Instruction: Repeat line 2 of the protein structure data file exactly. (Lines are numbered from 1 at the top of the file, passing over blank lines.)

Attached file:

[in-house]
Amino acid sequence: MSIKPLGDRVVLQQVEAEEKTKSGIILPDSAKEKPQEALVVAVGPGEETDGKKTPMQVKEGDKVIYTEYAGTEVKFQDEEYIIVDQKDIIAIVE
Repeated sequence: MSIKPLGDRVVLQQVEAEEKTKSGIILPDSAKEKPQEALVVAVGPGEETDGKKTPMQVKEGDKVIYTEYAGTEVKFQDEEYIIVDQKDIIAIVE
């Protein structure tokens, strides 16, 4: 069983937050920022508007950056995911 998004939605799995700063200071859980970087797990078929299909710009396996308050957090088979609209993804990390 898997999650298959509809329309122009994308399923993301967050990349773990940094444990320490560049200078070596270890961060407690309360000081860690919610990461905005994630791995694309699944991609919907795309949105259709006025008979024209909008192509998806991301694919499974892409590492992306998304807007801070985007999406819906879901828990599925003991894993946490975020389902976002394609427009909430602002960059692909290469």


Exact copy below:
Amino acid sequence: MSIKPLGDRVVLQQVEAEEKTKSGIILPDSAKEKPQEALVVAVGPGEETDGKKTPMQVKEGDKVIYTEYAGTEVKFQDEEYIIVDQKDIIAIVE